3. Jack, you totally missed my point. I am talking about the Palestinian people, not the obviously totally corrupt “leadership” that currently exists. Nothing ever gets done if you let your current masters tell you what is possible to occur. Until the Palestinians have a freely elected government, they will never deal with Israel in an effective manner. And it would be absurd to let Fatah and Hamas be involved in that election, because they are filled with corrupt people who would never let a competent leadership emerge.

      Reply to Comment
    4. The problem is if the Palestinian economy collapses, it would pull Israel down along with it. Israel and the Palestinians are attached to each other by an economic umbilical cord. The Palestinians do U.S. $3 billion dollars worth of business with Israel. Israel is the Palestinians largest trading partner. The Palestinians cannot apply for multi-lateral international assistance, because it is not a nation-state. But if it were, then they could be bailed out by the International Monetary Fund and World Bank. This leads more to the formation of a two-state solution, where the Palestinians would be placed in a better position to be a trading partner with Israel. Israel has an economy the size of Egypt, Jordan, Syria, and Lebanon combined. The Palestinians would have a lot of catching up to do. But they would be in a better position to do so with multi-lateral international assistance, and if their economy did collapse, Israel would not be able to decouple to economically protect itself.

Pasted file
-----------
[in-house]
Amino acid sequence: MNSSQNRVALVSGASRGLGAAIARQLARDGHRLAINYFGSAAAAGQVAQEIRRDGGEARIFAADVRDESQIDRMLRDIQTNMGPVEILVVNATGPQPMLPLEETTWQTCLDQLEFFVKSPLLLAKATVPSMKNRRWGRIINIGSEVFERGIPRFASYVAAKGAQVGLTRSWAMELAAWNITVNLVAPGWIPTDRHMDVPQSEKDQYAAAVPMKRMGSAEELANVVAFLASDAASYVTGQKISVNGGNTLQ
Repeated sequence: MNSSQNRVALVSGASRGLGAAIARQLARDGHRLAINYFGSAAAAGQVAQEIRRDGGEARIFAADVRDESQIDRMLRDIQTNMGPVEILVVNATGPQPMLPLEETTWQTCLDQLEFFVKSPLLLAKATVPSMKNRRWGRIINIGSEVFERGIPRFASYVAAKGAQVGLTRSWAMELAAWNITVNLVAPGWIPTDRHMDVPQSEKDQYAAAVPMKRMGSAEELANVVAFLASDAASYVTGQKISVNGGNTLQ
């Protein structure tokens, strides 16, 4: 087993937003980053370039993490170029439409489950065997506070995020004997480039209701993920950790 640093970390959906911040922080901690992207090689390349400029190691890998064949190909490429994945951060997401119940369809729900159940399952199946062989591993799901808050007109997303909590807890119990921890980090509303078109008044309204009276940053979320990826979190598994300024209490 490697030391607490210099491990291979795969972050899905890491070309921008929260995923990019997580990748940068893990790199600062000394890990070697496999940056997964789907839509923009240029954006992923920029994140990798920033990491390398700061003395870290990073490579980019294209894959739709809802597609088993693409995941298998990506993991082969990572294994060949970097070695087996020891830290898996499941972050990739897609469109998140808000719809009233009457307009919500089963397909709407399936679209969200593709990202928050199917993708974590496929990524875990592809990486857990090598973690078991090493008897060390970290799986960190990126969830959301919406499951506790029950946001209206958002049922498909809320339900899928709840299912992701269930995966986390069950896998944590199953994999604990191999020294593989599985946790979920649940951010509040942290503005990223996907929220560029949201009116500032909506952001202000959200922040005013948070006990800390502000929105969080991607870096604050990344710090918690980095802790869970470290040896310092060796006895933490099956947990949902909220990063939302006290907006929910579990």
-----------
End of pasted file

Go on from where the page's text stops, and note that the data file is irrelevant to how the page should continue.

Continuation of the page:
Reply to Comment
    5. Niz

      I think Arabs have to look carefully at the reasons of their failure to develop.In fact, that’s what the Arab revolutions are doing as we speak. However, the argument of XYZ if applied to say the black Africans, then he would be labeled as a racist. Also, in the same way, when a European in the 18th century attacked the jews as money lenders “who could not work honestly like others”, while forgetting about the structural conditions, being the European guild system and the endemic anti-semitism, one is lead to believe that it is the nature of the Jews to be ‘money lenders’. Of course this is all crap! Hence, the insinuating tone of XYZ leads you to the logical conclusion, it is the fault of the Arabs because they are Arabs,it is in their nature to be backward and it is in their nature to hate us (and us is the enlightened European Jew). Very good,well done.
      Discourses like that, other than being racist, are just stupid. The fact that the Arab states failed to develop has to be examined on the backdrop of militarized rent economies (like much of Africa). Now does Israel contribute to the state of underdevelopment? Yes! When you are occupied, losing your land constantly, are not able to buy or sell your produce, it does not help to build a modern economy. I am not going to defend the Arabs, we take full responsibility for our condition regardless of the historical injustices. In all cases, the occupation, colonialism and the local sources of oppression have to all be conquered. Taking responsibility means employing our will to be free and hence to fight the occupation and conquer it. So XYZ, however you turn it, your state and the racist apparatus will be destroyed, demolished and dismantled…and as we say in Arabic “we and you and time is fucking long!!”

      Reply to Comment